NOTE TO READER: The Next Time A Libertarian Says "Deregulate'.... SMACK'EM!

Ex LA TIMES reporter Robert Scheer  never fails to satisfy. This is a devastating attack on the Gramms, two unindicted governo-corporate criminals. And it got him fired.

Scheer was fired from the Times. after l7 yrs. of fab reporting. Babs Streisand wrote THE TIMES a letter, immediately and asked to cancel her subscription, posted her complaint on her website. (below) Particular note should be made that what the Gramms did is *precisely* what Libertarians have been advocating for decades, what they look upon as *reeeeeally good* government and business practices. ‘Deregulation’ has always been a Libertarian *holy* word.

Enron Scandal Puts the GOP on Trial
By Robert Scheer, Truthdig. Posted February 2, 2006.

The trial of Enron's head honchos, Ken Lay and Jeffrey Skilling, will reveal
how Republican politicians made the scandal possible.

Finally, after four years of legal maneuvering, the trial of Enron top dogs
Ken Lay and Jeffrey Skilling opens a new window on the outrageous practices
of our modern-day robber barons.

But it is depressing that the politicians who benefited from Lay's largess,
and who enabled Enron's chicanery by changing the law, are going unpunished
and even uncriticized. Indeed, the larger crime, in any proper moral
dimension of that word, was committed in the rewriting of the law on
corporate regulation to permit Enron's very existence as a humongous stock
market swindler.

There simply would be no Enron story were it not for the deregulation of the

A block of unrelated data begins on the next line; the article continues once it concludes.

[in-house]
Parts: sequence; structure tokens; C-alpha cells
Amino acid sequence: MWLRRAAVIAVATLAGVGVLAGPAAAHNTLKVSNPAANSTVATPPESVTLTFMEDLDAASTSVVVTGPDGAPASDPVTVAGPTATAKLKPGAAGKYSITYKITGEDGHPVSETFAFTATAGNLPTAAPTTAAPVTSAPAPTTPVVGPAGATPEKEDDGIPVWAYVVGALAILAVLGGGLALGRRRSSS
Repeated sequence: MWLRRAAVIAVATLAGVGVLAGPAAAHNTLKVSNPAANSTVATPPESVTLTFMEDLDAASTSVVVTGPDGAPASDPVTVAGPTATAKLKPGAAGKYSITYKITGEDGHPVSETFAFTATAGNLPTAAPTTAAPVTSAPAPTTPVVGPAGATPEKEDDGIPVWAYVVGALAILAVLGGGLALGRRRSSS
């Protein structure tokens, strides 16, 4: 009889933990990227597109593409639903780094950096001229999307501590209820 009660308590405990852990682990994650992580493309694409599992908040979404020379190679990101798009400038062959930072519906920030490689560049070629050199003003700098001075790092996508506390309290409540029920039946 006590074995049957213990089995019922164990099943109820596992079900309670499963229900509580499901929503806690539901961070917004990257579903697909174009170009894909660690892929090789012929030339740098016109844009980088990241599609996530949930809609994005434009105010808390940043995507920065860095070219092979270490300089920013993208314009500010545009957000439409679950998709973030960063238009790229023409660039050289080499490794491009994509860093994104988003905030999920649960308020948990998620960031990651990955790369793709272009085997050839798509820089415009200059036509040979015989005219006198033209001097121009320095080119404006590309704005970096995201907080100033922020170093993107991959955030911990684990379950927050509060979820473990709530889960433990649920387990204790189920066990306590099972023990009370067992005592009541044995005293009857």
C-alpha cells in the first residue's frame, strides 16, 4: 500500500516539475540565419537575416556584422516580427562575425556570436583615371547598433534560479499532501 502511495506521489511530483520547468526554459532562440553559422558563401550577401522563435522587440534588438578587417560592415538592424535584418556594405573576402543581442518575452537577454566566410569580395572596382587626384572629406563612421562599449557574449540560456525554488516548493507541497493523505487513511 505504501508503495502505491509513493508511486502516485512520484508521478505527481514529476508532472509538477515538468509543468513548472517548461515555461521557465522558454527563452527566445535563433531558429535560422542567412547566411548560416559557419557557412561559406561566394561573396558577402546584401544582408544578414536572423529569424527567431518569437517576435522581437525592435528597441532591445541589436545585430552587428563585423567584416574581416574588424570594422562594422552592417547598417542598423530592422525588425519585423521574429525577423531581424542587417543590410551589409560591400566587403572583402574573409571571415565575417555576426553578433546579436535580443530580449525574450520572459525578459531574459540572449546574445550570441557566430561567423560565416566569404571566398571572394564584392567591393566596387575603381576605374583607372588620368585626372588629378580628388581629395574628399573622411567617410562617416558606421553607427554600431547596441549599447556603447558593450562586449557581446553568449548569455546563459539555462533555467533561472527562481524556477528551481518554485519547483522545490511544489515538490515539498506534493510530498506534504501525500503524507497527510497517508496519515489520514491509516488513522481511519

energy market ushered in by Republican politicians, as Lay himself
acknowledged freely in a 2000 interview when asked to explain the "common
thread" in Enron's business model. "I think the common elements first are
that, basically, we are entering markets or in markets that are deregulating
or have recently deregulated, and so they have become competitive, moving
from monopoly franchise-type businesses to competitive, market-oriented
businesses," said Lay.

Enron's domination of those deregulated markets was made possible, to a
large degree, through the work of the powerful Washington couple Phil Gramm,
then-Republican senator from Texas, and his wife Wendy, then chair of the
Commodities Futures Trading Commission (CFTC).

Perhaps predictably, neither Gramm has been charged with any crimes in
connection with the Enron scandal, and both are barely mentioned in the two
leading books on the scandal, by New York Times business writers. But their
antics, well documented by the leading public-interest watchdog group,
Public Citizen, are the key to understanding the Enron debacle.

Back in 1993, when Enron was an upstart energy trader and Wendy Gramm
occupied the chair of the CFTC, she granted the company, the biggest
contributor to her husband's political campaigns, a very valuable ruling
exempting its trading in futures contracts from federal government
regulation. She resigned her position six days later, not surprising given
that she was a political appointee and Bill Clinton had just defeated her
boss, the first President Bush.

Five weeks after her resignation, she was appointed to Enron's board of
directors, where she served on the delinquent audit committee until the
collapse of the company. There was perfect quid pro quo symmetry to Wendy
Gramm's lucrative career: Bush appoints her to a government position where
she secures Enron's profit margin; Lay, a close friend and political
contributor to Bush, then takes care of her nicely once she leaves her
government post. Although she holds a PhD in economics and often is cited as
an expert on the deregulation policies she so ardently champions, Gramm
insists that while serving on the audit committee she was ignorant of the
corporation's accounting machinations.

Despite her myopia, or because of it, she was rewarded with more than $1
million in compensation.

A similar claim of ignorance of Enron's shenanigans is the defense of her
husband, who received $260,000 in campaign contributions from Enron before